A year ago there was hope that a finished
sequence of the human genome would soon be
publicly available and would give a more reliable
locus order than an unconstrained radiation
hybrid or genetic map. Alas, there are now
different draft orders for each region, none of
which may be correct because of gaps, uncertain
polarity of contigs, and errors in assembly.
Shortly before these drafts became available, we
analysed allelic association (also called linkage
disequilibrium, LD) in the FRAX region in a
large sample of haplotypes (Ennis et al. 2000).
We demonstrate here that this material
discriminates among alternative draft orders. To
express support for discrimination between two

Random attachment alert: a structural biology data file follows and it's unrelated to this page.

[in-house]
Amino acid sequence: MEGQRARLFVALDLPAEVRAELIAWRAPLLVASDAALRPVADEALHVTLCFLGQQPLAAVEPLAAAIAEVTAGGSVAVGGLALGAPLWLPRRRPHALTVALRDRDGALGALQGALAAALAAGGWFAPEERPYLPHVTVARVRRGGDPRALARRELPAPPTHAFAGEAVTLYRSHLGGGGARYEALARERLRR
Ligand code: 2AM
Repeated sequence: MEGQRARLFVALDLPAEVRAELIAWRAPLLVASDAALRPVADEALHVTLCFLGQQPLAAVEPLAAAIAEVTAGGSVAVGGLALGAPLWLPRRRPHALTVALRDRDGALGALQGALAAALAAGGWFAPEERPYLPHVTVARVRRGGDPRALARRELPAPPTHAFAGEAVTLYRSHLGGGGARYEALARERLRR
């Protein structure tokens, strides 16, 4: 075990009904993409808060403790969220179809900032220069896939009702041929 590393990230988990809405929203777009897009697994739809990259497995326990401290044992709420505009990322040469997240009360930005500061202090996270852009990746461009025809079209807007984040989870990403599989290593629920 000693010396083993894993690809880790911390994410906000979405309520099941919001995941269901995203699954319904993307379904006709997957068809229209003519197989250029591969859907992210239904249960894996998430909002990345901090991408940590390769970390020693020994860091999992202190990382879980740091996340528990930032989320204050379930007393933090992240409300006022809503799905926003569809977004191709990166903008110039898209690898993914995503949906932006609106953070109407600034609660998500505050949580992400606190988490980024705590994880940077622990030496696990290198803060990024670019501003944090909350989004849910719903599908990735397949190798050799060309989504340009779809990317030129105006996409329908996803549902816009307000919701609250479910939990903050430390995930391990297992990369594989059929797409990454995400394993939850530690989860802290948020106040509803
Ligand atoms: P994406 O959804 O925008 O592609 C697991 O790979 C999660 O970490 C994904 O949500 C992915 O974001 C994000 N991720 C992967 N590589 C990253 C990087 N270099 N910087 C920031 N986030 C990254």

values of χ2 = −2 ln L we use the Akaike criterion
AIC = df[χ2/min χ2 −1]. Excluding premutations and full mutations at FMR1, all maps have 715 degrees of freedom (df) among 717 pairs
of alleles after accepting L = 0 and estimating M,
∈ in the Malecot equation E(ρ) = Me −∈d, where
ρ is the association between a pair of alleles at
distance d. An AIC in excess of 2 provides
evidence against a map with the larger χ2 .